I write about linguistics for a general audience, especially about language on the internet.

These days, I’m writing a series on internet language for Mental Floss and the “A Linguist Explains…” series at The Toast, and I used to edit and write for Slate’s Lexicon Valley blog. Notable internet linguistics topics I’ve covered include: the grammar of doge, the “because x” construction,  the constraints on synonyms for Benedict Cumberbatch, internet sarcasmlinguistics on tumblr, and that feeling when you use a subordinate clause. I’ve also done radio interviews with NPR (All Tech Considered, Youth Radio), with CBC Sparkwith the BBC Today Programme, and with the Kojo Show on WAMU. A full list of my non-blog writing can be found here, and the most up-to-date source is always my blog, All Things Linguistic.

I’m interested in linguistics outreach and bridging the gap between linguistics and the general public. I have an Inspire grant from Wikimedia to organize a series of editathons at linguistics conferences to improve linguistics-related articles on Wikipedia. Events include: January 2015 at the LSA annual meeting in Portland, OR, March 28-29 via the #lingwiki hashtag on Twitter, May 2015 at the CLA annual meeting in Ottawa, four editathons in July 2015 at the LSA summer institute in Chicago, and October 2015 at NELS in Montreal. Interested in hosting a satellite event to get linguists editing Wikipedia? Please get in touch!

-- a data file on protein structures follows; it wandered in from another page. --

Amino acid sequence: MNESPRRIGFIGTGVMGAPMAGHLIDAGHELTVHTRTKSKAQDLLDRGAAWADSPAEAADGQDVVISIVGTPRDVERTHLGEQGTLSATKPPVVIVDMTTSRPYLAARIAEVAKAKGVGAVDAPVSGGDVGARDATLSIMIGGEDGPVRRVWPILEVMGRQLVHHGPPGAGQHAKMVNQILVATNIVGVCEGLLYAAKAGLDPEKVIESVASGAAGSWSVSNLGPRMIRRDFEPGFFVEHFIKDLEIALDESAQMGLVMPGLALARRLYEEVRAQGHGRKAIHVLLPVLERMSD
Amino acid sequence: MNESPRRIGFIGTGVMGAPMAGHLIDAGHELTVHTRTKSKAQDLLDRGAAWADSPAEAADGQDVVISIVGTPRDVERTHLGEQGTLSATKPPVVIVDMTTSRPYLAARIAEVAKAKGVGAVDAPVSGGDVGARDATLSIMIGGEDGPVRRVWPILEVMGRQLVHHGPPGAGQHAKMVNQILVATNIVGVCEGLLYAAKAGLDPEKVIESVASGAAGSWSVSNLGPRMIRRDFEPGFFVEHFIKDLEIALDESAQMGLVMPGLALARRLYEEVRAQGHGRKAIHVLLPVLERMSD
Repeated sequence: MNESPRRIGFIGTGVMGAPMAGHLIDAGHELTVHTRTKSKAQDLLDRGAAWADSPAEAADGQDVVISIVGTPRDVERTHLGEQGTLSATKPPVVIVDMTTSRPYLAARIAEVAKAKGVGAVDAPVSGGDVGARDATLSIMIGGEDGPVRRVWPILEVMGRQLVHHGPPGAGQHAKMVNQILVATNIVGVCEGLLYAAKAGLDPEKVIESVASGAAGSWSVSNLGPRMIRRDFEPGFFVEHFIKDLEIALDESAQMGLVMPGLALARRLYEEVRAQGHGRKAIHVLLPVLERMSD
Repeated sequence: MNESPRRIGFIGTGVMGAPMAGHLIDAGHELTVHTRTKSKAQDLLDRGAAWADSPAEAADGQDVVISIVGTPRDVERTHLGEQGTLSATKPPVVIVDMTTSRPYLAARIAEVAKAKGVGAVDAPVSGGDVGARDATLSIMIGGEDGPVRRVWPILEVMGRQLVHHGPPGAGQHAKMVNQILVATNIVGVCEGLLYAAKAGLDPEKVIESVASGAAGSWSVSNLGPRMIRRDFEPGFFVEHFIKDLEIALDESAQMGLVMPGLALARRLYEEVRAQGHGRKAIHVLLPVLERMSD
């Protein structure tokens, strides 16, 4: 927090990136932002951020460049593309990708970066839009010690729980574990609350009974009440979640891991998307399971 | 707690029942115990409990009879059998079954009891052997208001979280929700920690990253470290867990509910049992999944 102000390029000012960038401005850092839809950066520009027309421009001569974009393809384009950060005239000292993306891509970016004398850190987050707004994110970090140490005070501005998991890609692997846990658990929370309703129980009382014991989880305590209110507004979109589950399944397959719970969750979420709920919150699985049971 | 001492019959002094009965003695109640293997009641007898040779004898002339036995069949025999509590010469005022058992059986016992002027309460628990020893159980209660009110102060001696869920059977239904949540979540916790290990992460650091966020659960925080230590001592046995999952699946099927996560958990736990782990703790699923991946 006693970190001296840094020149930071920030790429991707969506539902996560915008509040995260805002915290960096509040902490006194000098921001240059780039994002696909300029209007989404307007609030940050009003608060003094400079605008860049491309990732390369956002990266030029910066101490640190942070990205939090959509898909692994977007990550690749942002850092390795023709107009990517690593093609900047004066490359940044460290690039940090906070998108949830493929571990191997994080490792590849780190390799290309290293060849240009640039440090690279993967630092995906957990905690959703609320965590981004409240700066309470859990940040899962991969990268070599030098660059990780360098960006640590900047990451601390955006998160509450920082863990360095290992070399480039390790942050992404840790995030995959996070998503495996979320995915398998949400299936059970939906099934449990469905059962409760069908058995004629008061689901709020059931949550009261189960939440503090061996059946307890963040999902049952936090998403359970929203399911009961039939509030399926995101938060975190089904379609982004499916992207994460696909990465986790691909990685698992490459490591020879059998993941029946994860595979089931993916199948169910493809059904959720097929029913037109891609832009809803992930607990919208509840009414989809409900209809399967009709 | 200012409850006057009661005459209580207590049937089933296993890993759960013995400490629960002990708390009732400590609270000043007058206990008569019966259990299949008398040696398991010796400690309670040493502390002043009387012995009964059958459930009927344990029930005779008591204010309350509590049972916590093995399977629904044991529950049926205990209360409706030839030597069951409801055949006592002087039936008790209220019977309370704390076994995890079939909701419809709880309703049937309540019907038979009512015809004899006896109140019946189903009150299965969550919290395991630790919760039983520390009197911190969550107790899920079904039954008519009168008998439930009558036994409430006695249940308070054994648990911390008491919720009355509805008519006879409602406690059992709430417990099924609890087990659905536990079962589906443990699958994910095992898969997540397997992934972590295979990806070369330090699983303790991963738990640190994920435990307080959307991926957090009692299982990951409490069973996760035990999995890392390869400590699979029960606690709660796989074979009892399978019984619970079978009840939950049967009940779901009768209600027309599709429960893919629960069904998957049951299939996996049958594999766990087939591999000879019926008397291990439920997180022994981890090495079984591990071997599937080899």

I graduated from McGill University in 2013 with an M.A. in linguistics. My thesis and various handouts can be downloaded here. I taught a four-week linguistics session at Explorations, a summer camp for 9-14 year olds, and I’ve summarized the materials I used here. (See outreach and teaching for more activities.)

Until February 2015, I edited Slate’s Lexicon Valley blog, and while I’m no longer accepting pitches, you may be interested in my advice for writing pop linguistics articles and differences between teaching versus pop linguistics, and even other pop science. Or if you’d rather just explain linguistics to your friends and family.

When I’m not linguist-ing, I like swing-dancing, board games, and experimenting with new recipes.

Want to interview me, or have me write or consult for you? Feel free to get in touch! I’m also generally interested in linguistically interesting books for review, especially fiction.